Every able-bodied South Korean male between 18 and 35 must serve for 21 to 36 months in the country’s armed forces, depending upon the specific branch. For many, service is a rite of passage to manhood. But there are growing concerns that bullying and violence come along with the tradition. Reporter Jason Strother has more from Seoul.
Video

Video North Carolina Emerges as Key Election Battleground

U.S. congressional midterm elections will be held on November 4th and most political analysts give Republicans an excellent chance to win a majority in the U.S. Senate, which Democrats now control. So what are the issues driving voters in this congressional election year? VOA National Correspondent Jim Malone traveled to North Carolina, one of the most politically competitive states in the country, to find out.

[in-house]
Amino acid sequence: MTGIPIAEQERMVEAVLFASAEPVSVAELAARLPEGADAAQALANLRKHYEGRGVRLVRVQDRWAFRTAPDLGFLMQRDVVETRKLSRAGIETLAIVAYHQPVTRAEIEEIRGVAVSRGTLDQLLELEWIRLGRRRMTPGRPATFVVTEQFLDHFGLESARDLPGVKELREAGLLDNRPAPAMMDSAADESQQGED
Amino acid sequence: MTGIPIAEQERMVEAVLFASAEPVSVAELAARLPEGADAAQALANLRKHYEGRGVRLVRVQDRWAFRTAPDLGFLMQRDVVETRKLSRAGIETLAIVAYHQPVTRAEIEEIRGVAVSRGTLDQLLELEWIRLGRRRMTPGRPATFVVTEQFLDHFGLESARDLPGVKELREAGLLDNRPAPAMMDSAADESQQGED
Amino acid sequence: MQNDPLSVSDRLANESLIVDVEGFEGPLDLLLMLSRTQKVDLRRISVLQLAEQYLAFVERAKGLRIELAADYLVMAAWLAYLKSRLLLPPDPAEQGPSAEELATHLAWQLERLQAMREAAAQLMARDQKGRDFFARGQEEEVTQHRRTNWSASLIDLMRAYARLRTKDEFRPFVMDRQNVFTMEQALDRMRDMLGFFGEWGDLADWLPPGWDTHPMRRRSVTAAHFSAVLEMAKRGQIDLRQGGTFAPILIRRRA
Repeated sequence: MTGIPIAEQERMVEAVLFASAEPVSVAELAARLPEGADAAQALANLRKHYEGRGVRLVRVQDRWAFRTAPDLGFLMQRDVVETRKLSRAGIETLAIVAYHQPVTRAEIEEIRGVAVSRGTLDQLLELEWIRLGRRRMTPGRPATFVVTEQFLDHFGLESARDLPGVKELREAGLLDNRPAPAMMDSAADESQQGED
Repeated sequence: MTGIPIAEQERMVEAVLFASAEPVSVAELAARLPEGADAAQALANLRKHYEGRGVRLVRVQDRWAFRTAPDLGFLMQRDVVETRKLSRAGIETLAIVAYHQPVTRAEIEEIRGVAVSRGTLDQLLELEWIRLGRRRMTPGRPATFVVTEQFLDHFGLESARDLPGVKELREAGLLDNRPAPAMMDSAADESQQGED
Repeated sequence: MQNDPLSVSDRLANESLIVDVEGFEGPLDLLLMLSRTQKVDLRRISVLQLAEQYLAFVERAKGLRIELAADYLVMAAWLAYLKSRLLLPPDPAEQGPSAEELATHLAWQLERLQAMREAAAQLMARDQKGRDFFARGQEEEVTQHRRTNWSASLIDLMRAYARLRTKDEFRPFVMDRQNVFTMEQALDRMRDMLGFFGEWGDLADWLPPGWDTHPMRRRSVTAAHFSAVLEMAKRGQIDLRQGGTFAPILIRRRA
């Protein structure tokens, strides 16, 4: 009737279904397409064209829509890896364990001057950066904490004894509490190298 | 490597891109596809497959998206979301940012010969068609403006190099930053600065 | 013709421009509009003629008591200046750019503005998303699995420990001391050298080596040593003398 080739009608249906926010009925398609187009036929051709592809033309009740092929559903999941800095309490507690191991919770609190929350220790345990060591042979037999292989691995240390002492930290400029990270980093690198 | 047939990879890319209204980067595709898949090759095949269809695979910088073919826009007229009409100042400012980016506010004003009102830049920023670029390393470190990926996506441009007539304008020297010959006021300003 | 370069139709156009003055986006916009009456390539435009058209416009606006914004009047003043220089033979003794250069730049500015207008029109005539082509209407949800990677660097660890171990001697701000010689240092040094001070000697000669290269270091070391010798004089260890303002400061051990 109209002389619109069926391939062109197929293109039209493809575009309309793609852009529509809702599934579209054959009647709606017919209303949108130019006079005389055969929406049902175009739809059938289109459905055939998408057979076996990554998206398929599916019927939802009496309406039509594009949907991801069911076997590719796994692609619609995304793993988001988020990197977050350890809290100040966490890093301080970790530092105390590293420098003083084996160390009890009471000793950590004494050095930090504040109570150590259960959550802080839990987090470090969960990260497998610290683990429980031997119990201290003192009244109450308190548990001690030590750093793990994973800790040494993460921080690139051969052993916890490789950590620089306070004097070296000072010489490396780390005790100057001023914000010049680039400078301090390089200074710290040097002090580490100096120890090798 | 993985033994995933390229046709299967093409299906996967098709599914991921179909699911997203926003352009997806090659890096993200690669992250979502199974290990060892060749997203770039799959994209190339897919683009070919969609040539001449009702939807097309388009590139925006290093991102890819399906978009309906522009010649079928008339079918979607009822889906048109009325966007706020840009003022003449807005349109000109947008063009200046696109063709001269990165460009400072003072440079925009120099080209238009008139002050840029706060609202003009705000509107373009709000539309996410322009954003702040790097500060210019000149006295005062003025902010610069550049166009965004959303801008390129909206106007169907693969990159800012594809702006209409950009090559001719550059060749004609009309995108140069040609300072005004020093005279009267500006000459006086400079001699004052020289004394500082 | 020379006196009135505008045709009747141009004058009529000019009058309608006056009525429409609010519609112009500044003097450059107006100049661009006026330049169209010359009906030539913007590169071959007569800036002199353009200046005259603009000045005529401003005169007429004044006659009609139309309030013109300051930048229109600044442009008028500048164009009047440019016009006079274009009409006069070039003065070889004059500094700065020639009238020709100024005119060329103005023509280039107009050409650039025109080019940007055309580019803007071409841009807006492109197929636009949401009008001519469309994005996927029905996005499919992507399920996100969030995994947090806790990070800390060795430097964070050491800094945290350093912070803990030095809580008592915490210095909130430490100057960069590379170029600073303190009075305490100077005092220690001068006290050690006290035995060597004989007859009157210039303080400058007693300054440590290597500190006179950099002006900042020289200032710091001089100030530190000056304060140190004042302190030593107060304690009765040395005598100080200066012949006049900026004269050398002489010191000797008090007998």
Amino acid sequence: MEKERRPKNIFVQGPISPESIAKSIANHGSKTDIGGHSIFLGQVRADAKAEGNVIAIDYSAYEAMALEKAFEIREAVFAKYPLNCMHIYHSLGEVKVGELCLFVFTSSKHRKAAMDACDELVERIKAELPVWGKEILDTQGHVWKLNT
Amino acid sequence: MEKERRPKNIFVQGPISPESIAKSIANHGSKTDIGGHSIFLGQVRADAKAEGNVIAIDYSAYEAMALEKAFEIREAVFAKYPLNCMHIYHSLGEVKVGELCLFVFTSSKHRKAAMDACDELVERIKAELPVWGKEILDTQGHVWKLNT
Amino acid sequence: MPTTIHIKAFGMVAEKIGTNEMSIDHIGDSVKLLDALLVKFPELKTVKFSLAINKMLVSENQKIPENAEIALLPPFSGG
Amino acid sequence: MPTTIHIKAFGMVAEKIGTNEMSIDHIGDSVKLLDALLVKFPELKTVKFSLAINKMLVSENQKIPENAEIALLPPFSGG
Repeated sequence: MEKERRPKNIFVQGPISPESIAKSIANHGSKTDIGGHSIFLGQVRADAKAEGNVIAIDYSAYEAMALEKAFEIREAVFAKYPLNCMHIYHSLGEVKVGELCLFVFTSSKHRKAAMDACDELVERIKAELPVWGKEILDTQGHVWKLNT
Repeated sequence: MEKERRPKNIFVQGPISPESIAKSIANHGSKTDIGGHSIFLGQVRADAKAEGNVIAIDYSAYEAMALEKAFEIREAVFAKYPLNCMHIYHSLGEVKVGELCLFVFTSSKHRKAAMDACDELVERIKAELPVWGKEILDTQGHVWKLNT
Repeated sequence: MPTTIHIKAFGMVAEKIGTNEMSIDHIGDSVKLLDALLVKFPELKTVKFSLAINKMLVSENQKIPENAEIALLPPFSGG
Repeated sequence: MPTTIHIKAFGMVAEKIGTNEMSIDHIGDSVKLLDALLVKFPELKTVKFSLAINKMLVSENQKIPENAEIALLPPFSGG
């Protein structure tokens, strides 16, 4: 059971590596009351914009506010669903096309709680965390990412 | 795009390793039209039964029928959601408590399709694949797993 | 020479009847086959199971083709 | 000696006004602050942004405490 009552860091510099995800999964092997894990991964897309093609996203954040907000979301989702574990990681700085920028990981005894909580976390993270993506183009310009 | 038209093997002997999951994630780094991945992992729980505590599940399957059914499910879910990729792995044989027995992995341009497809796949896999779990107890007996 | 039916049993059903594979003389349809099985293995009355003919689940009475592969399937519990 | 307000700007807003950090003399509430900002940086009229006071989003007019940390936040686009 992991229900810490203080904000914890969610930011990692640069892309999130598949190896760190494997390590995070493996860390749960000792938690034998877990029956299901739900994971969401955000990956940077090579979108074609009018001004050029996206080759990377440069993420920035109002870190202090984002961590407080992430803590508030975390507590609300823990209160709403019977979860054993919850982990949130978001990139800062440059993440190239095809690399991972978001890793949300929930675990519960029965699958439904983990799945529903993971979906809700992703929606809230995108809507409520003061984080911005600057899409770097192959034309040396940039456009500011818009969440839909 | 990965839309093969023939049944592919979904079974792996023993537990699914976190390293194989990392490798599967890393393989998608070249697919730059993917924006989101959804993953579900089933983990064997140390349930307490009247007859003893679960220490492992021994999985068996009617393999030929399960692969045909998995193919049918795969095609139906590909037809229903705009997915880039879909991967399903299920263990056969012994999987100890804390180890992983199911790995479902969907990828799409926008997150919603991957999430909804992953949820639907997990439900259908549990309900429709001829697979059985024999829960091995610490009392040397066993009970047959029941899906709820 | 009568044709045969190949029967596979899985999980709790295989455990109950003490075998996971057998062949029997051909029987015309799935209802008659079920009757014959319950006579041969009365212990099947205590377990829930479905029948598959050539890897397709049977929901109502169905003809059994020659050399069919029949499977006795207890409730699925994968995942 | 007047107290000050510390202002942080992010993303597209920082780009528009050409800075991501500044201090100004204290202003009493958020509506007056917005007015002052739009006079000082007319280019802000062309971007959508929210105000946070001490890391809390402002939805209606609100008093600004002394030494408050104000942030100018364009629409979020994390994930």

Video

Video Comanche People Maintain Pride in Their Heritage

The Comanche (Indian nation) once were called the “Lords of the Plains,” with an empire that included half the land area of current day Texas, large parts of Oklahoma, New Mexico, Kansas and Colorado.The fierceness and battle prowess of these warriors on horseback delayed the settlement of most of West Texas for four decades. VOA’s Greg Flakus reports from Lawton, Oklahoma, that while their warrior days are over, the 15,000 members of the Comanche Nation remain a proud people.
Video

Video Turkey Campus Attacks Raise Islamic Radicalization Fears

Concerns are growing in Turkey of Islamic radicalization at some universities, after clashes between supporters of the jihadist group Islamic State (IS) or ISIS, and those opposed to the extremists. Pro-jihadist literature is on sale openly on the streets of Istanbul. Critics accuse the government of turning a blind eye to radicalism at home, while Kurds accuse the president of supporting IS - a charge strongly denied. Henry Ridgwell reports from London.

All About America

AppleAndroid